I picked up Dark Life by Kat Falls at a Scholastic book fair while substitute teaching last spring. I was intrigued by the description of the world and thought it would be interesting to read. I greatly enjoyed it.
A catastrophic series of earthquakes led to the ocean level rising so much it swallowed most of the low lands. In fact, the book mentioned that the Statue of Liberty has collapsed into the ColdSleep Canyon (formerly the Hudson Canyon) and it cannot be found. The entire East Coast as it is known today is gone. As a result of a massive loss of dry land, giant “stack cities” were built to house the world’s population. However, humans just weren’t meant to live in giant skyscrapers in apartments the size of a closet. The apartments are so small in fact, that parents don’t have their children live with them past the age of six. Kids grow up in boarding houses and parents come visit on the weekends where they can rent “quality rooms” aka a living room with a kitchenette. A group of people decided that this just was not the way people were meant to live. They realized the Earth still had all the same land (and more) than it did before…it just was covered in water. And so, a territory was formed and pioneers embarked on a new frontier…the ocean floor.
The Plot: A Pioneer Story
Dark Life is your basic pioneer story. People who are fed up with the current way of life and embarking on a new life in an unknown place. There are a different set of challenges they face than those who live “topside” (or above the water’s surface), different predators, and they experience a different connection to nature. One of these challenges is a band of outlaws who are threatening the Benthic Territory. Dark Life‘s plot centers around this specific threat.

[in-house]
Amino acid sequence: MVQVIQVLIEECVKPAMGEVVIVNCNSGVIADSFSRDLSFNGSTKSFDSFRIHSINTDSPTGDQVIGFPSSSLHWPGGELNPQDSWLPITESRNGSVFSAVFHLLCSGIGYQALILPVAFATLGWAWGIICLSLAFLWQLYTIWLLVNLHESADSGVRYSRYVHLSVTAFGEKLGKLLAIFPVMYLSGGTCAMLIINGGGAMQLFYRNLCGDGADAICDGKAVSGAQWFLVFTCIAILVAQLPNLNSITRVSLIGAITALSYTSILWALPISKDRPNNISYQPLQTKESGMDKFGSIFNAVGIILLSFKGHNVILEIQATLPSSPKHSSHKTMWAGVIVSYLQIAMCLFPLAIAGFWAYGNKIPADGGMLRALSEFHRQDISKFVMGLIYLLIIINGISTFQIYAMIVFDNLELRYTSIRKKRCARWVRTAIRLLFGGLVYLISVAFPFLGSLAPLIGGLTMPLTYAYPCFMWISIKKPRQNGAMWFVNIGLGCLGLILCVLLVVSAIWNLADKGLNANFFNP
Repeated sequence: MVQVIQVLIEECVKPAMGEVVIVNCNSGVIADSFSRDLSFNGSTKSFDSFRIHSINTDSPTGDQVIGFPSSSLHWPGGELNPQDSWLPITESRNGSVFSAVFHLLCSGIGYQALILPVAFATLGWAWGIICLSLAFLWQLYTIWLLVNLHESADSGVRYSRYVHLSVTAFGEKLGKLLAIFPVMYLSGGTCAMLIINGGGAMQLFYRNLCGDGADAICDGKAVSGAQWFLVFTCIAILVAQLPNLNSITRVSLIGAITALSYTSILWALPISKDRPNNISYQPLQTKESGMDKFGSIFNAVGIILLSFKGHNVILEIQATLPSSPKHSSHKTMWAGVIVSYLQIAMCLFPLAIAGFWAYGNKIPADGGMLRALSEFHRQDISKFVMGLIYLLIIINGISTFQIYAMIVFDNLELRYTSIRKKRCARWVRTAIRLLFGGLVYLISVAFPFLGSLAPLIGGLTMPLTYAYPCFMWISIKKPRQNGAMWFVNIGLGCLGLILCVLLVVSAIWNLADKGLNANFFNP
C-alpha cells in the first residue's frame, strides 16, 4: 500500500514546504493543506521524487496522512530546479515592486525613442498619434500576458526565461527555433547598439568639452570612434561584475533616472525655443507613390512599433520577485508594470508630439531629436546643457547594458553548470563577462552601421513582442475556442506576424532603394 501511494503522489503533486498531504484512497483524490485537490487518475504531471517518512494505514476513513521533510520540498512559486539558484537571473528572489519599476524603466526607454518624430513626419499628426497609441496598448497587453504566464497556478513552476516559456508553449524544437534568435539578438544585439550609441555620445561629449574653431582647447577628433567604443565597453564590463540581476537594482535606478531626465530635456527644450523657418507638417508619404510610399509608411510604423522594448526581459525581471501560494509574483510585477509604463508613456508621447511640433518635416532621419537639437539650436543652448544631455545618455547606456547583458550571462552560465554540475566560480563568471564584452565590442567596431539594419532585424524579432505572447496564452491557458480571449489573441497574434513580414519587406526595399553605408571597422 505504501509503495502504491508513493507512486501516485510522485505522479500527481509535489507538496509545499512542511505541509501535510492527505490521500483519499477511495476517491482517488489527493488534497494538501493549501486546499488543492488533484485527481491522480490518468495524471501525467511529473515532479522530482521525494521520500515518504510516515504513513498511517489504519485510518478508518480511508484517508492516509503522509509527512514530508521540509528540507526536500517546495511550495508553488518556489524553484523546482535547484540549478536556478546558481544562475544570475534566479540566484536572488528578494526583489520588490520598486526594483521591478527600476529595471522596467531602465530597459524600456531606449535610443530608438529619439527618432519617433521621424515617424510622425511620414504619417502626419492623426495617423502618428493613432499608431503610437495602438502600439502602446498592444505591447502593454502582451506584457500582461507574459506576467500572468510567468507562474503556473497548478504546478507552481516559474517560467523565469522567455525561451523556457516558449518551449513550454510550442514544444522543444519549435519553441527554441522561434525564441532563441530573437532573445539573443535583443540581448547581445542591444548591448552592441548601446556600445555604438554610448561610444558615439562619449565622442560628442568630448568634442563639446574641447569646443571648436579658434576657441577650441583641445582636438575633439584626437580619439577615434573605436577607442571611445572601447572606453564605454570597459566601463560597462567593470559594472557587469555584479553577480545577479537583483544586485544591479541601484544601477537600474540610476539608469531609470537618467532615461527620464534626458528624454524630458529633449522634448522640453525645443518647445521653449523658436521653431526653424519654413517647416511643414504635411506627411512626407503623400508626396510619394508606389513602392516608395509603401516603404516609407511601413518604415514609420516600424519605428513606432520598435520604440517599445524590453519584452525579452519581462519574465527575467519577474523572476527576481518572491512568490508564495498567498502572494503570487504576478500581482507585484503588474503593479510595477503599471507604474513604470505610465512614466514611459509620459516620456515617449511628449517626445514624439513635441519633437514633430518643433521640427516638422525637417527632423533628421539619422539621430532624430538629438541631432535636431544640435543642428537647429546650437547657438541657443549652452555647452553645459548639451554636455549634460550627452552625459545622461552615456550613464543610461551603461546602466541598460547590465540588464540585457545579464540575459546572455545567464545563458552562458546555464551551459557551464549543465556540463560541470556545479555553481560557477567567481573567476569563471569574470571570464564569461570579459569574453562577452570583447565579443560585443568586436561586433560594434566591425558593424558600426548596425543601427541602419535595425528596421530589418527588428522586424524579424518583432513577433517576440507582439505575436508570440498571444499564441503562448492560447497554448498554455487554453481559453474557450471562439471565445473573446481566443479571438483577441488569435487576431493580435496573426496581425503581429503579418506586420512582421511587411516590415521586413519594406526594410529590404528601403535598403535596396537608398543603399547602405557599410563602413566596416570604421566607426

The Subplot: Government
There a subplot that weaves in about government responsibilities, government abuse of power, and citizens standing up for what they believe is right. I don’t want to spoil this subplot too much, but I wanted to point out the threads of this subplot are intricately woven in as if this were a young adult novel or maybe even an adult novel. Kat Falls has done a suburb job merging science fiction with history.
The Characters: Ty and Gemma
It comes as no surprise the main characters are teenagers and children (after all, it was published by Scholastic!). However, Kat Falls purposely chose this age group because Dark Life isn’t just about living in on the ocean floor, it is about the long-term effects. Ty is the first child to have been born subsea. He has lived his entire life underwater, only spending a short amount of time above water. Gemma lived topside and has come subsea to look for her brother. She comes with rumors of “dark gifts” of the children of the sea. Dark gifts that seem to have resulted from the immense water pressure. She clings to the theory of their existence, despite Ty’s instance that the research doctor was a disproven quack.
The World: Benthic Territory
Kat Falls has created an excellent science fiction novel. She has thought about the clothes they wear, the houses they live in, the food they eat, transportation, long-term effects, and how sustainable the subsea economy is. These are all key elements to creating an effective science fiction novel. Recently, my husband and I attended Detcon1, a science fiction convention in Detroit, Michigan. One of the panels we saw was about this exact topic. Successful science fiction lies in the coherence of the details. And Kat Falls does not fall short on detail.
The Sequel: Rip Tide
I just found out when I went to Amazon to grab a book cover image that there is a sequel to Dark Life, titled Rip Tide! I have added it to my wish list and will review it in the future.
Dark Life is an easy adult read; I read in a couple of hours. However, for those it is grade-appropriate for, it may take a little longer. Concepts such as bioluminescence, biosonar, and aqua architecture will take some time to understand. However, a field trip to an aquarium either before or after this novel (I suggest before to draw students in!) would be excellent. This novel would also work well in cross-curricular studies of oceanic life in science class.